The following is a message from Jeff Gural on the start of the new Meadowlands race meet. "As the new season begins we believe this is the most pivotal in the history of Standardbred racing at the Meadowlands. It is quite obvious that without the benefit of alternative gambling it is very difficult for the Meadowlands to compete with tracks in New York and Pennsylvania for horses and for the breeders in New Jersey to compete as well. We are currently focused on having a referendum placed on the ballot in 2016 that would allow for gambling outside of Atlantic City, at which point, we would then bid on what is likely to be two or three licenses. While there is no assurance that we would win in polling, the only location that the voters are supportive of is the Meadowlands and because we could convert over to a casino so quickly we believe we have an advantage over any other possible bidders. We hope to have this legislation passed in early January so that we have as much time as possible to put a campaign together to try to get the measure approved by the voters in November. Preliminary estimates are that a campaign of this nature costs between $15 Million - $30 Million depending on how much opposition arises. We are asking for the support of all owners, drivers and trainers as we believe it is critical to build momentum heading towards this crucial vote. We need to show the value of the Meadowlands to the people of New Jersey by helping us put on competitive racing with full fields and as many people in the grandstand as possible. We have built a beautiful facility with excellent customer service and excellent food provided by ARK Restaurant. Hopefully when your horses are racing you will come rather than watching on a computer and enjoy spending the evening in Trotters and bring some friends along who might possibly get interested in becoming owners as well. It is clear that if we are going to have a successful breeding business we need to find young people to purchase yearlings as those like myself are gradually slowing down. In an effort to promote standardbred racing here, The Meadowlands has spent $1.5 Million in marketing in 2015 and will spend another $1.5 Million in 2016. Right now, evidence of these expenses can be seen all over the New Jersey and New York City areas, including on the New Jersey Turnpike, inbound and outbound at the Lincoln Tunnel, and a large video sign in midtown Manhattan at 49th Street and 7th Avenue. We believe that The Meadowlands has established itself as the industry leader in promoting and marketing harness racing including our out of competition drug testing program and we ask that in return, owners, drivers and trainers support the Meadowlands in this most important racing season. Thank you and hope to see you in Trotters as the season progresses." Sincerely, Jeff Gural Important horsemen's meeting at the Meadowlands There will be a required meeting for horsemen wishing to compete at The Meadowlands this racing season on Saturday, November 14th.  The meeting will take place in the driver’s lounge in the paddock and will begin at 6:15 P.M.  It is important that all parties who will be competing at The Meadowlands this year attend this meeting.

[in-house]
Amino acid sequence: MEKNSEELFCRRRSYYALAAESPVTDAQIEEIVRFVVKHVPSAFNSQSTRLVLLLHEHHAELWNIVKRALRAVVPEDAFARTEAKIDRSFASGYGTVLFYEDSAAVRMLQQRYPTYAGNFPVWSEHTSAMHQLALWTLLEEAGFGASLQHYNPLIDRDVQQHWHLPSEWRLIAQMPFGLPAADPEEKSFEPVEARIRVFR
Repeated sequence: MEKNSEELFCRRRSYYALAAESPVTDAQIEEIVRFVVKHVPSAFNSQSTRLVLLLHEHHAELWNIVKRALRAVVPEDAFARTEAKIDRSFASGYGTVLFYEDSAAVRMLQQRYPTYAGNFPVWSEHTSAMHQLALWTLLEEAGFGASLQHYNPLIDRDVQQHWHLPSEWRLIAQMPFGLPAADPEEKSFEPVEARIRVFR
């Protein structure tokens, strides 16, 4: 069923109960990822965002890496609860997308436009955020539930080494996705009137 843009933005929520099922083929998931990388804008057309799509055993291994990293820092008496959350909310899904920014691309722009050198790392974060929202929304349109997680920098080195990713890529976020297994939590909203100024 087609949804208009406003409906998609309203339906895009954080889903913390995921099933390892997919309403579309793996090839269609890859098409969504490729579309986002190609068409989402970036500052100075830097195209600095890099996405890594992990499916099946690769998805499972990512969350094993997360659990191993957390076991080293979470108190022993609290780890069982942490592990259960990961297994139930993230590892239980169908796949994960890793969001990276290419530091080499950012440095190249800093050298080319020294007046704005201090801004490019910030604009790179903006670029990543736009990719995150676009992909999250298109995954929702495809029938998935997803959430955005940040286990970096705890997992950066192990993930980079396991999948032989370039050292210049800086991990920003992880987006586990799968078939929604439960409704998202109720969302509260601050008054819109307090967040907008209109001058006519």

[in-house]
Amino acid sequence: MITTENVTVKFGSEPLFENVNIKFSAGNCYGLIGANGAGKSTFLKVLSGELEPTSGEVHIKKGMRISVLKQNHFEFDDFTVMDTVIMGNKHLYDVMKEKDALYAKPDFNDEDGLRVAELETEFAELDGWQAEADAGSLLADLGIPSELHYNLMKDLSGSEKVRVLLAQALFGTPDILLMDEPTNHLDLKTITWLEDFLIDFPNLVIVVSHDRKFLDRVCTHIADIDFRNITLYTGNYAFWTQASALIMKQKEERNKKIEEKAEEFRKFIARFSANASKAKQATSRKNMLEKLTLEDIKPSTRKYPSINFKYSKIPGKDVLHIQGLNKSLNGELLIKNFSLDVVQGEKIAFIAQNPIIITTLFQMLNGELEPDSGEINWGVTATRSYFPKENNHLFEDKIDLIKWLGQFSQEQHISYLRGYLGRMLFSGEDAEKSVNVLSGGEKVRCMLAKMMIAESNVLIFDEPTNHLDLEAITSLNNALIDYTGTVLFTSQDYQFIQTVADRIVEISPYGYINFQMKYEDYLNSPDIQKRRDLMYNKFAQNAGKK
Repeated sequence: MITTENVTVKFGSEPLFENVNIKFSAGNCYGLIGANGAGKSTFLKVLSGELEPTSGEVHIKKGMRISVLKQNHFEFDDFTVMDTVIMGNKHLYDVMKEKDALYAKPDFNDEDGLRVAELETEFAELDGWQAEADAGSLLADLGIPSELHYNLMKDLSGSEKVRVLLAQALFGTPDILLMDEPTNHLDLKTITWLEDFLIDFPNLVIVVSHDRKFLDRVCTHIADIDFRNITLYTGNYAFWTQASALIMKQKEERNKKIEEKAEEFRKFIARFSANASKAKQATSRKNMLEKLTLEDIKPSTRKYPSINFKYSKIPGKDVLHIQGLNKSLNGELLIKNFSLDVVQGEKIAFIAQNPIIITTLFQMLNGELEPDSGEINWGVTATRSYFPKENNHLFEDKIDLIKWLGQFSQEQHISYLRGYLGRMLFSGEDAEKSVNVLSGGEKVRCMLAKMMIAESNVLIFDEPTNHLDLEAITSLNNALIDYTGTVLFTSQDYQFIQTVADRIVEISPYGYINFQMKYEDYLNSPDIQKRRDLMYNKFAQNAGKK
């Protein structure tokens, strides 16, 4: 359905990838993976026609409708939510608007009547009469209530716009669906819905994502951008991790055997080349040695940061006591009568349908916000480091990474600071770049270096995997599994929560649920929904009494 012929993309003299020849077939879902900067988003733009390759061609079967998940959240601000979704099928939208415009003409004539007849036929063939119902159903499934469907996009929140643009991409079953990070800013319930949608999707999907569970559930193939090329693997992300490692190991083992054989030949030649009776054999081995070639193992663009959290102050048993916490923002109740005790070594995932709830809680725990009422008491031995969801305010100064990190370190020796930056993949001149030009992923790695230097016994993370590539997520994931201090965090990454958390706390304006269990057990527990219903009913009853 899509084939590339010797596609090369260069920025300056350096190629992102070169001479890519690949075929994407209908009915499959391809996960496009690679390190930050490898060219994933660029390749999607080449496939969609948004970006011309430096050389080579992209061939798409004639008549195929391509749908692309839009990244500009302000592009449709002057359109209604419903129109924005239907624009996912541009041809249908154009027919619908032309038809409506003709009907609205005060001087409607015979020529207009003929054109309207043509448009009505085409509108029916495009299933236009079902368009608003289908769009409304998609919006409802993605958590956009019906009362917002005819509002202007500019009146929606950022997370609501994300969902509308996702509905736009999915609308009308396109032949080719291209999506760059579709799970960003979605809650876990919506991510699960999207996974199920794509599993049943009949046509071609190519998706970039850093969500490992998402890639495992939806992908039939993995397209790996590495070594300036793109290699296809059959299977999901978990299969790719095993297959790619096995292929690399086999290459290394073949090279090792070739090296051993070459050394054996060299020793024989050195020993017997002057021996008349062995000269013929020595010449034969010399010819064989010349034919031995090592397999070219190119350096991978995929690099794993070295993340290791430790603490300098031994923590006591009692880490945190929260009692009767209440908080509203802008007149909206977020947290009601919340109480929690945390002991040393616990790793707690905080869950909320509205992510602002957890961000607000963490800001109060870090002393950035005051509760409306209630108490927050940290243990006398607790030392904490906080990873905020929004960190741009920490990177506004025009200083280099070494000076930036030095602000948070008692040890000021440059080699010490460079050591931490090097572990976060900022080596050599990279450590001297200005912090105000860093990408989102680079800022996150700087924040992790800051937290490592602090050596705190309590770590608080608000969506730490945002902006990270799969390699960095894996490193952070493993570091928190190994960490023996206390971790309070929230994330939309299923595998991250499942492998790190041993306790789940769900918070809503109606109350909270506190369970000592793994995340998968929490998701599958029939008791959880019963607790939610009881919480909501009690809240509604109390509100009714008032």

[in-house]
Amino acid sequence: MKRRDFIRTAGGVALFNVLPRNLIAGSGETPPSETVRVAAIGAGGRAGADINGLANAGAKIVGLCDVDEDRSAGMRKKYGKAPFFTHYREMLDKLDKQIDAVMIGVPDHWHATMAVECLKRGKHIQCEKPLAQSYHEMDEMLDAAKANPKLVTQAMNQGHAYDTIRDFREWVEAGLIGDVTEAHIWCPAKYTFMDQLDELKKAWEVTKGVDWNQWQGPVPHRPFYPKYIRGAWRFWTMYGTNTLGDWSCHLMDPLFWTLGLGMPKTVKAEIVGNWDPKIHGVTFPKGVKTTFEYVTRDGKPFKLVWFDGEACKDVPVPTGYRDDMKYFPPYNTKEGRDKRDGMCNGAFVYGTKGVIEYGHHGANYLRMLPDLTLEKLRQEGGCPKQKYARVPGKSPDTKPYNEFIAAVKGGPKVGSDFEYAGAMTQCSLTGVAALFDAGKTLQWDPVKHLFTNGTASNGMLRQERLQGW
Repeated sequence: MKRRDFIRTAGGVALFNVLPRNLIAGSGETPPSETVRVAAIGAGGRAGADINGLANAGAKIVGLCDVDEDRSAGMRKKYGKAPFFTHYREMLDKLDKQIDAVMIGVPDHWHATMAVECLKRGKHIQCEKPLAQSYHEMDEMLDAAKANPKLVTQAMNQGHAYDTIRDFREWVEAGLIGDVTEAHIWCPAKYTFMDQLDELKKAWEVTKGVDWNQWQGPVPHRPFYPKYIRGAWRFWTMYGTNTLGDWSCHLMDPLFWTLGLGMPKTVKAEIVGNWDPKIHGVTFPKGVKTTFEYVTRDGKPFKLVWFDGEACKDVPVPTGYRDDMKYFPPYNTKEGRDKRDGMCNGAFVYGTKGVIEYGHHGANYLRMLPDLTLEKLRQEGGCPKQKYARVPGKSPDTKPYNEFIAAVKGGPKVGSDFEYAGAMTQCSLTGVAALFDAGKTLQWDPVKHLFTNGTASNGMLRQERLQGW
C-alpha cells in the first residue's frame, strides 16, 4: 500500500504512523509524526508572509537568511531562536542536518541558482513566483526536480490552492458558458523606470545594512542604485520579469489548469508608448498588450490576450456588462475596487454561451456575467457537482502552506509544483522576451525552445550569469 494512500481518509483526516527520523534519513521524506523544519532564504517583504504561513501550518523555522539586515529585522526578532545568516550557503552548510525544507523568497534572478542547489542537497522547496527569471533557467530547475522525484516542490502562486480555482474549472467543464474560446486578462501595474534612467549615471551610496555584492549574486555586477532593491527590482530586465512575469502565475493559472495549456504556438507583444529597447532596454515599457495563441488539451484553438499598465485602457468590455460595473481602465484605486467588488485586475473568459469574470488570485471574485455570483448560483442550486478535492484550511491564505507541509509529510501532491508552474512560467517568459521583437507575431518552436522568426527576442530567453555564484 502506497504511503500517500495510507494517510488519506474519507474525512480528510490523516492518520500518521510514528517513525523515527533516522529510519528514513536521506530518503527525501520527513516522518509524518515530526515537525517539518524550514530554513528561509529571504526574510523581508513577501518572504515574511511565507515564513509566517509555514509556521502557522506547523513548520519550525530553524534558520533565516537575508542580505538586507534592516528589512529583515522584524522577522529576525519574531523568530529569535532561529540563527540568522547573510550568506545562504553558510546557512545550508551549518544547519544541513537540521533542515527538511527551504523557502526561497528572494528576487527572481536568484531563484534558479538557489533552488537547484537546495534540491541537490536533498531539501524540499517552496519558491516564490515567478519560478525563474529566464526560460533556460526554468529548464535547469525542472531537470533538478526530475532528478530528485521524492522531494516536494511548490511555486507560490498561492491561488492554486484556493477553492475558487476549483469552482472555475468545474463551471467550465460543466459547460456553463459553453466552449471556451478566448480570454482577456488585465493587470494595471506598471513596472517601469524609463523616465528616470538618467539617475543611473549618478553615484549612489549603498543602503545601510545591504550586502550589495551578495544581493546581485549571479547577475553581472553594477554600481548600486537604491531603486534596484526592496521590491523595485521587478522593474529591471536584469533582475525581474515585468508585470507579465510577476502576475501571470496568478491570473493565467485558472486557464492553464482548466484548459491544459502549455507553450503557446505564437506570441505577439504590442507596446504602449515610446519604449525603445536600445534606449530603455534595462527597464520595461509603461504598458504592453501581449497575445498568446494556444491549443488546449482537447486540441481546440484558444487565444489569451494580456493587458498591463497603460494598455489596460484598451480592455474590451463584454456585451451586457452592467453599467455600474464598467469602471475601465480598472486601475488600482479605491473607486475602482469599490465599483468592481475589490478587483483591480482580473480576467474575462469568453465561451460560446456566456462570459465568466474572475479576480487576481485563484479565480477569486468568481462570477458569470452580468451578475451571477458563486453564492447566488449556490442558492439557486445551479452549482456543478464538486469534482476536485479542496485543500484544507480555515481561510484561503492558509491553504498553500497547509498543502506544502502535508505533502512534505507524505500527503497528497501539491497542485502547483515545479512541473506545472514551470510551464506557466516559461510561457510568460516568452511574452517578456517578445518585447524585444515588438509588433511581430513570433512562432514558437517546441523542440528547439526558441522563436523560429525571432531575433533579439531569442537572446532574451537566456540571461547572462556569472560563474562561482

VERNON, NY (October 15, 2015) - When hip number 410, a Conway Hall filly out of the mare Classic Yankee, walked into the sales ring at last week's Lexington Selected Yearling Sale, the expected sets of eyes watched with anticipation as the bidding began. Harness racing breeder Crawford Farms was hoping for a profitable sales price and interested buyers watched as the price inched upwards. Perhaps not surprisingly, the filly, already named Vernondownthehouse, was purchased by Vernon Downs owner Jeff Gural for $65,000. But another interested party located in Central New York has plenty riding on the horse as well, even if that person was not watching at the time the horse sold. Stacey Michaud, a racing fan at Vernon Downs, is the one responsible for the filly's name, having submitted it during a Crawford Farms sponsored Name That Foal contest in August 2014 at the racetrack. Besides seeing her creative selection picked as the winning name, she is also in line to earn a potentially nice payday. As part of winning the contest, Michaud is entitled to one-percent of the filly's earnings during her two and three-year-old racing seasons. "Any time you purchase a yearling you always dream of having the next champion," said the filly's owner, Jeff Gural. "But in this case, I am really hoping to help a loyal Vernon Downs fan make some extra money through this promotion we did with our partners at Crawford Farms. All we can do is keep our fingers crossed and hope for the best." The filly will be sent to trainer Julie Miller to be prepared for a racing career that will hopefully begin next season and include many trips to the winner's circle. For complete racing and promotional information, visit #410 VERNONDOWNTHEHOUSE from Michelle Crawford on Vimeo.   Justin Horowitz